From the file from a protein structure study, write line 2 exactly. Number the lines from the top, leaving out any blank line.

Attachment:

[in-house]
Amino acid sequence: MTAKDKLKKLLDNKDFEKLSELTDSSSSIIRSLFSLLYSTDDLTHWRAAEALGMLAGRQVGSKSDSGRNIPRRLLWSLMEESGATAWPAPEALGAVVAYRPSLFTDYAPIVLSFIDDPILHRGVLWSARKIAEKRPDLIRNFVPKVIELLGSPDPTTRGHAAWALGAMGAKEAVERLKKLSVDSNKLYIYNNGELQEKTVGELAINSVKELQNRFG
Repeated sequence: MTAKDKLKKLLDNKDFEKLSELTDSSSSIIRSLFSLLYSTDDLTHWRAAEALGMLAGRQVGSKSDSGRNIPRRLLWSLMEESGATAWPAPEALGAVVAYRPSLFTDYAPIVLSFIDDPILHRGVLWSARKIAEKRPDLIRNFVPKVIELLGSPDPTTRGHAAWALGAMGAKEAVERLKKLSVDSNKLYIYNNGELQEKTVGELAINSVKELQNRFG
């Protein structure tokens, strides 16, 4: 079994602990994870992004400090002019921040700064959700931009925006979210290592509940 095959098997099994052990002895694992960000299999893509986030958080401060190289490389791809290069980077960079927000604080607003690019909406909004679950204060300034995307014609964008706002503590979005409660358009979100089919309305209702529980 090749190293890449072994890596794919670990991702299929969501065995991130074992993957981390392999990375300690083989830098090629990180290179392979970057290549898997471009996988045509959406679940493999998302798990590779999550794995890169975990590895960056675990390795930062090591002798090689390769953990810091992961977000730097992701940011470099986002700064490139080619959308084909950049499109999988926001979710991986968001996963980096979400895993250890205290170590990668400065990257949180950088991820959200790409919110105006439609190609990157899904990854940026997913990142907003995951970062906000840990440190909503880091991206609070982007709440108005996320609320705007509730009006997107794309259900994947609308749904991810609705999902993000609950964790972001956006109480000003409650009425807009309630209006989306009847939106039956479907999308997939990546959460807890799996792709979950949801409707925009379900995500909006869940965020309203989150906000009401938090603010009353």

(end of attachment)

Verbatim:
Amino acid sequence: MTAKDKLKKLLDNKDFEKLSELTDSSSSIIRSLFSLLYSTDDLTHWRAAEALGMLAGRQVGSKSDSGRNIPRRLLWSLMEESGATAWPAPEALGAVVAYRPSLFTDYAPIVLSFIDDPILHRGVLWSARKIAEKRPDLIRNFVPKVIELLGSPDPTTRGHAAWALGAMGAKEAVERLKKLSVDSNKLYIYNNGELQEKTVGELAINSVKELQNRFG